Treasury 10-year yields fell for the fifth straight week, the longest stretch since June, amid speculation the European sovereign-debt crisis is far from resolved.
The yield on the 10-year note traded below 2 percent for a sixth day even as governments committed more than $430 billion in fresh money to the International Monetary Fund to help it protect the world economy against turmoil in Europe. The Federal Reserve sold $8.63 billion in notes as part of its program known as Operation Twist.
“The Treasury market is going to stay well bid despite whatever positive spin that comes from European meetings, because the problem in Europe is still not fixed,” Adrian Miller, a fixed-income strategist at GMP Securities LLC in New York, said in a telephone interview. “There is still a lot of uncertainty.”
Benchmark 10-year note yields were little changed at 1.96 percent at 5 p.m. New York time, according to Bloomberg Bond Trader prices. The 2 percent note due February 2022 rose 1/32, or 31 cents per $1,000 face value, to 100 10/32.
The 10-year yield has stayed within seven basis points, or 0.07 percentage point, of 2 percent for almost two weeks. The yield has tumbled from 3.41 percent a year ago.
The near-doubling of the IMF’s firepower was announced after G-20 finance ministers and central bankers met today in Washington. The promise of a larger financial backstop represented an endorsement of Europe’s stepped-up efforts to quell its two-year crisis even as its policy makers were told they should still do more.
“Make no mistake about it, this is a key issue for the global economy,” Kevin Giddis, president of fixed-income capital markets at the brokerage firm Morgan Keegan Inc. in Memphis, Tennessee, wrote in a note to clients. “Investors don’t really want to go out and assume new risk.”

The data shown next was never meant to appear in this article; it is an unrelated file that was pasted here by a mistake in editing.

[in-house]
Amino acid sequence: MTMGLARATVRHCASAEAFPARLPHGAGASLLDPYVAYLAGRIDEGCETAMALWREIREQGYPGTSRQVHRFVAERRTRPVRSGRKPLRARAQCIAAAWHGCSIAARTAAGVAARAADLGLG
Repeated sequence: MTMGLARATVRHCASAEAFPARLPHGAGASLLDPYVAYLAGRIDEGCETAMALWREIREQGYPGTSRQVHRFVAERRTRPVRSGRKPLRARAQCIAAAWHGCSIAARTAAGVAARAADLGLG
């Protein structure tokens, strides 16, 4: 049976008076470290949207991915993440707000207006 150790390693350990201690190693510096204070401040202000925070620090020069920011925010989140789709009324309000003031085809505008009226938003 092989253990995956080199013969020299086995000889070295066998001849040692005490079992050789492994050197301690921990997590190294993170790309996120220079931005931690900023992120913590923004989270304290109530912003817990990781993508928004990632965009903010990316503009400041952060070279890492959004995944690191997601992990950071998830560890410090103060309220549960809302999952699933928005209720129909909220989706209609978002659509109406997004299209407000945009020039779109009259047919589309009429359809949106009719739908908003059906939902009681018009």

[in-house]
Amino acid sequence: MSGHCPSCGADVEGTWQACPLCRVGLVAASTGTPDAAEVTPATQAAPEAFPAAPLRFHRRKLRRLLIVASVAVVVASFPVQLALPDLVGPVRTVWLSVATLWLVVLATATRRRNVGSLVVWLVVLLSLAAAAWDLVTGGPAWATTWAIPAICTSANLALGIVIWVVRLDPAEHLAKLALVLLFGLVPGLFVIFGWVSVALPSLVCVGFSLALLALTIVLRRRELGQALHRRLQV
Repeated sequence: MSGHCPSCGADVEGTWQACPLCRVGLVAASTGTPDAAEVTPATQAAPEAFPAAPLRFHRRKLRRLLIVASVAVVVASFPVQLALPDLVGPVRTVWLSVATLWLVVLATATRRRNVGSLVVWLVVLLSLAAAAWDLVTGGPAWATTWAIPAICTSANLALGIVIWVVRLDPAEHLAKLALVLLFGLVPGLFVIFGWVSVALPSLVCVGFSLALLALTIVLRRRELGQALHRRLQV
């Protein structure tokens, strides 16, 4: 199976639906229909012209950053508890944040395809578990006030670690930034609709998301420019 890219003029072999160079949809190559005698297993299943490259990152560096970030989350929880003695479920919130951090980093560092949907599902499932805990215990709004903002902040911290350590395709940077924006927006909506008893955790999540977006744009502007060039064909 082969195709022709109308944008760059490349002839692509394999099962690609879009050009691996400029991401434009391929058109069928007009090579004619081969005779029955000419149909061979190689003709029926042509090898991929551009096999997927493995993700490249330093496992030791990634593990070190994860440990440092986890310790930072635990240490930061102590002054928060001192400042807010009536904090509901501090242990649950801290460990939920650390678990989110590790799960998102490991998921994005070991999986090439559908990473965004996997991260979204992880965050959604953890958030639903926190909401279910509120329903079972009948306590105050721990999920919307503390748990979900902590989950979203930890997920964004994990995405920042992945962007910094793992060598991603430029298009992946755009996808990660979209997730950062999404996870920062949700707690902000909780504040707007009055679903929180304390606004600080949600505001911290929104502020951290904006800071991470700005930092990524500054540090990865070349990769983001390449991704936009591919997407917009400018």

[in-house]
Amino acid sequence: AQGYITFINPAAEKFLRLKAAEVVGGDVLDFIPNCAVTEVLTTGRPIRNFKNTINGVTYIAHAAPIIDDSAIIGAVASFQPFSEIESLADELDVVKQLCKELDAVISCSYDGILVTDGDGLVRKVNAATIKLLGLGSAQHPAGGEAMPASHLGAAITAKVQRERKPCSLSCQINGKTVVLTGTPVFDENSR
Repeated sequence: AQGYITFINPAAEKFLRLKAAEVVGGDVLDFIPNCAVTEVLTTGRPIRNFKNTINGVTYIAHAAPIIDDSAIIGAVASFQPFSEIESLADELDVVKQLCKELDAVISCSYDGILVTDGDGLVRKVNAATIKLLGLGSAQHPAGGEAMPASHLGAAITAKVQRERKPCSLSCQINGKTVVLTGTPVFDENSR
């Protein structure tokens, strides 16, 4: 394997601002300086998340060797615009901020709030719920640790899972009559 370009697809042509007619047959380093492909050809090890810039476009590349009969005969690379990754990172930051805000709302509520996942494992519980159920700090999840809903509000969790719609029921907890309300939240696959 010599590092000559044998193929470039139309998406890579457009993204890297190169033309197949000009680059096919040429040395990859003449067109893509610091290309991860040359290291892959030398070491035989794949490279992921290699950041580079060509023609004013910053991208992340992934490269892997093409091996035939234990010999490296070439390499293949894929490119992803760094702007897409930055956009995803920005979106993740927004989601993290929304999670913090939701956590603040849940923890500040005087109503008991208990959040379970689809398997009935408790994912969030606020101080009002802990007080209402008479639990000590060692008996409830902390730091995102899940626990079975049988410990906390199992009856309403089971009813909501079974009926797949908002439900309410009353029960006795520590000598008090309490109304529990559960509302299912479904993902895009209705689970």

Valuation measures show Treasuries rose from the most expensive level in six weeks. The term premium, a model created by economists at the Fed, touched negative 0.62 percent, the least expensive since April 12. It reached negative 0.67 percent yesterday, the most expensive since March 7. A negative reading indicates investors are willing to accept yields below what’s considered fair value.
Bank of America Merrill Lynch’s MOVE index, which measures Treasury price swings based on options, dropped yesterday to 72.2 basis points, below this year’s average of 79 basis points. It reached 93.3 basis points on March 20, the highest level this year.
Trading volume was below average today, with about $130 billion of Treasuries changing hands through ICAP Plc, the world’s largest interdealer broker. The average in 2012 is $251 billion. Volume reached $439 billion on March 14, the highest since August.
“The European situation is the only thing on people’s minds, so that’s dictating the price action,” said Thomas Roth, senior trader in New York at Mitsubishi UFJ Securities USA Inc.
The U.S. announced it will sell $35 billion of two-year notes on April 24, the same amount of five-year debt the following day and $29 billion of seven-year debt on April 26.
The difference between yields on U.S. five-year notes and Treasury Inflation Protected Securities, a gauge of trader expectations for consumer prices over the life of the debt, narrowed to 1.88 percentage points yesterday, the least since Feb. 16.
The U.S. sold $16 billion in five-year Treasury Inflation Protected Securities at a record low yield of negative 1.08 percent yesterday as investors sought insurance against rising prices. TIPS of all maturities have returned 2.2 percent this year, while conventional Treasuries are little changed, according to Bank of America Merrill Lynch Indexes.
The U.S. central bank is also replacing $400 billion of shorter-term debt in its holdings with longer maturities to hold down borrowing costs.
The Fed sold Treasuries due from February 2014 to May 2014 today as part of the program, according to the New York Fed’s website. The Fed has pledged to keep its benchmark interest rate near zero until at least late 2014 to support growth.
The 10-year yield is consolidating after dropping to 1.94 percent on April 16, the lowest since March 6, according to data compiled by Bloomberg. The yield may find support at the April 16 low, then at the Feb. 28 low of 1.89 percent, with resistance at the 100-day moving average of 2.01 percent, the data show.
Support refers to an area on a yield graph where buy orders may be grouped and resistance relates to potential clusters of sell orders.
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